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Role of Structure and Defect Chemistry in High-Performance Thermoelectric Bismuth Strontium Cobalt Oxides

DOI: 10.1021/acs.chemmater.6b03200 DOI Help

Authors: Jakub D. Baran (Department of Chemistry, University of Bath) , Demie Kepaptsoglou (SuperSTEM Laboratory) , Marco Molinari (Department of Chemistry, University of Bath) , Nuth Kulwongwit (School of Materials, University of Manchester) , Feridoon Azough (School of Materials, University of Manchester) , Robert Freer (School of Materials, University of Manchester) , Quentin M. Ramasse (SuperSTEM Laboratory) , Stephen C. Parker (Department of Chemistry, University of Bath)
Co-authored by industrial partner: No

Type: Journal Paper
Journal: Chemistry Of Materials , VOL 28 , PAGES 7470 - 7478

State: Published (Approved)
Published: October 2016

Abstract: [Bi0.87SrO2]2[CoO2]1.82 (BSCO) is one of the best p-type thermoelectric oxides but its structural and electronic properties are still poorly understood. BSCO is a misfit-layered compound consisting of an incommensurate stacking of hexagonal CoO2 and double rock-salt BiSrO2 layers. Here we combine experimental and computational approaches to investigate its crystallographic and electronic structure as well as thermoelectric transport properties. Considering different approximations for the subsystems stacking, we present a structural model that agrees well with both bulk and atomic-scale experimental data. This model, which suggests a level of Bi deficiency in the rock-salt layers, is then used to discuss the material’s electronic, magnetic, and transport properties. We show that Bi deficiency leads to a band gap opening and increases p-type electronic conductivity due to the formation of Co4+ species that serve as itinerant holes within the predominantly Co3+ framework of the CoO2 layer. We validate these predictions using electron energy loss spectroscopy in the scanning transmission electron microscope. The relationship between the hole-doping mechanism and the changes of the local structure (in particular the level of Bi deficiency) is evaluated. The reliability of the simulations is supported by the calculated temperature dependence of the Seebeck coefficient, in good agreement with experimental measurements.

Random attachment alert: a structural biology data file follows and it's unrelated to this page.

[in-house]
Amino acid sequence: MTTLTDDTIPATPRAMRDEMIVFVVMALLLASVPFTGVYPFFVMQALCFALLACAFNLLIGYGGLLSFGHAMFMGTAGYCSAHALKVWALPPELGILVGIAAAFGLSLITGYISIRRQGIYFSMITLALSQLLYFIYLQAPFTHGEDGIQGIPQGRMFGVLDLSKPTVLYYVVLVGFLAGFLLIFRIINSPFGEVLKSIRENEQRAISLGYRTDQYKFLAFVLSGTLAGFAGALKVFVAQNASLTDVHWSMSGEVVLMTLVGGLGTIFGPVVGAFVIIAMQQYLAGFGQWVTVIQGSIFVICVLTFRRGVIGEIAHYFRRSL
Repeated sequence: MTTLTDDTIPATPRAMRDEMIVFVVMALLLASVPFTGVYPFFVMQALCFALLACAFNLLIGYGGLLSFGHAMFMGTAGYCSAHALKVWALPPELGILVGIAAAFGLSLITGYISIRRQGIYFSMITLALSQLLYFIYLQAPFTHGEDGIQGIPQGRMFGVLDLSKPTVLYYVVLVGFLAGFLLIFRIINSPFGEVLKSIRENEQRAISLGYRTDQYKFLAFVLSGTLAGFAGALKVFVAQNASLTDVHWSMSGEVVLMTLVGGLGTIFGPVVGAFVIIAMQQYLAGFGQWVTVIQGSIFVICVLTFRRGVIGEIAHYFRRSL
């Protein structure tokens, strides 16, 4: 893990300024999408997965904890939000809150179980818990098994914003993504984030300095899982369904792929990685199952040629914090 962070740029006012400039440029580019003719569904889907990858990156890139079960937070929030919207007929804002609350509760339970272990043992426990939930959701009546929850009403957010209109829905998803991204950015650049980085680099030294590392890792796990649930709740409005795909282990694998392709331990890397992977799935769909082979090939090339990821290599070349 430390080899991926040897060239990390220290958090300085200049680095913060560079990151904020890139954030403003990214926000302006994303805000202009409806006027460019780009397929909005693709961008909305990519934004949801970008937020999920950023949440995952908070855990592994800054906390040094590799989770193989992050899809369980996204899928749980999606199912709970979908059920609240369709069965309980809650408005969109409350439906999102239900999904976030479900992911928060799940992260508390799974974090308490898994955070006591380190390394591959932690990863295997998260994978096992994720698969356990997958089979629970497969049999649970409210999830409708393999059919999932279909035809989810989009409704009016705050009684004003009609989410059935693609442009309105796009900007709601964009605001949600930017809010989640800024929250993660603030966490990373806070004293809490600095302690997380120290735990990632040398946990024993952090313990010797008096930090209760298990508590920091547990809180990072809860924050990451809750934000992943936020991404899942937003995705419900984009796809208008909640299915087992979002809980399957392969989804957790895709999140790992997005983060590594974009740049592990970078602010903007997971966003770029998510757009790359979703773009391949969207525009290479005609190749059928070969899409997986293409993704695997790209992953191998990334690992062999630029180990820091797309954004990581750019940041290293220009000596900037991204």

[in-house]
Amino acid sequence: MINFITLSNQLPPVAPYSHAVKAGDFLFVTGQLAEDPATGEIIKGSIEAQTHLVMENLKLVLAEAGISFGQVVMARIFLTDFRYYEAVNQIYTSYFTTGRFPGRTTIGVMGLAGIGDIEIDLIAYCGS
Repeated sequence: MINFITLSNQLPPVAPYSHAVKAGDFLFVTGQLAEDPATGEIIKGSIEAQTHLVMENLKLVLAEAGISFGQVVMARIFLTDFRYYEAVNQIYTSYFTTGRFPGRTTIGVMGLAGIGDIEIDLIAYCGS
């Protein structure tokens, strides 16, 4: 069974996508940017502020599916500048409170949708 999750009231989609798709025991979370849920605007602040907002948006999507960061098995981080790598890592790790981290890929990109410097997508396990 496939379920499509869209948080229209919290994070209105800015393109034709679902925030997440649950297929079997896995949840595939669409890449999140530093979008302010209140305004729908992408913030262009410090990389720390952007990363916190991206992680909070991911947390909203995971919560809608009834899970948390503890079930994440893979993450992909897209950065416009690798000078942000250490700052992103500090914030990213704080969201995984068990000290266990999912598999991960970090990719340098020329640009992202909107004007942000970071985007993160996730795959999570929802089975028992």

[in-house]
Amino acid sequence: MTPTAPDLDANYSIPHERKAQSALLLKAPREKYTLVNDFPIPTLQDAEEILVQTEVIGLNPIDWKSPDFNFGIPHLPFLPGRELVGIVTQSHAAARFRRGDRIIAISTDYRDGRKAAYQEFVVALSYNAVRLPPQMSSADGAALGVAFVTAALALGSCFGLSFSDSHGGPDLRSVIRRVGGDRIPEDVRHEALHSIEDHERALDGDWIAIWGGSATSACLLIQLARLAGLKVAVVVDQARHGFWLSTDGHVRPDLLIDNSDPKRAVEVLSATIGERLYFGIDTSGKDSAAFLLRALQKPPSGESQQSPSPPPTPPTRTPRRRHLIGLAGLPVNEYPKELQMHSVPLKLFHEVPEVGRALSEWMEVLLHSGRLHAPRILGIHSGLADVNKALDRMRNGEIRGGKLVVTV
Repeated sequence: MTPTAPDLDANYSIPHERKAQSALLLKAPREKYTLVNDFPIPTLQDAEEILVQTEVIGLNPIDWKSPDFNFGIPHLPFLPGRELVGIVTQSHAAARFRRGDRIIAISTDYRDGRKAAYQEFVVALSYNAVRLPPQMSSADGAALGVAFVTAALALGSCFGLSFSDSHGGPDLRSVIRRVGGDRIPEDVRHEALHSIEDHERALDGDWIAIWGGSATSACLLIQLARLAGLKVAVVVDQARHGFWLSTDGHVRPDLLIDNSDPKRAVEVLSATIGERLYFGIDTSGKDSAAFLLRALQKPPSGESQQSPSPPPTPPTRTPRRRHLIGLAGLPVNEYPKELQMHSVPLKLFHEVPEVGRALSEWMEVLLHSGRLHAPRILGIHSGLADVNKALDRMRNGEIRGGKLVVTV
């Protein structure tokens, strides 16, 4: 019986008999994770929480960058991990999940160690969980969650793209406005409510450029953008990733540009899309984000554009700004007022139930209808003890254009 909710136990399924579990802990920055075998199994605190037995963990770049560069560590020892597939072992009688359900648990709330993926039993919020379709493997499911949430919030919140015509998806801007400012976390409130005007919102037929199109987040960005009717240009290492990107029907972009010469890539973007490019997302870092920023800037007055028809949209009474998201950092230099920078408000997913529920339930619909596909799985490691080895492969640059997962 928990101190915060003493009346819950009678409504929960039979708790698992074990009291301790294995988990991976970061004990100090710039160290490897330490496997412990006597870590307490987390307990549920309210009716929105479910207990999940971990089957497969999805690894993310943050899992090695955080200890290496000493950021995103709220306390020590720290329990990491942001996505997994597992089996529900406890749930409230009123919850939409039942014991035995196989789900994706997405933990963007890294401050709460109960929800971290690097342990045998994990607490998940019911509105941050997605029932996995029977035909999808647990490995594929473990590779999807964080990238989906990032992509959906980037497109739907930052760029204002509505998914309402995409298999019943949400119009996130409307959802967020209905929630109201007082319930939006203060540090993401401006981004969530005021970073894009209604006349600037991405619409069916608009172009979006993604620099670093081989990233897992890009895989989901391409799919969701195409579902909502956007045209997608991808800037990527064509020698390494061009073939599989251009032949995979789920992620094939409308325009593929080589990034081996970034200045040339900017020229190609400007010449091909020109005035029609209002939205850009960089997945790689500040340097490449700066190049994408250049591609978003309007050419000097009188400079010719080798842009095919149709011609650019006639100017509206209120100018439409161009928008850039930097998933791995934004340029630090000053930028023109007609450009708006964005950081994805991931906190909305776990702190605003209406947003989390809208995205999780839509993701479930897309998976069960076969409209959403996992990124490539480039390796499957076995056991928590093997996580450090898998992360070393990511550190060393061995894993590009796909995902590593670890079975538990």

Subject Areas: Materials, Chemistry


Instruments: I11-High Resolution Powder Diffraction

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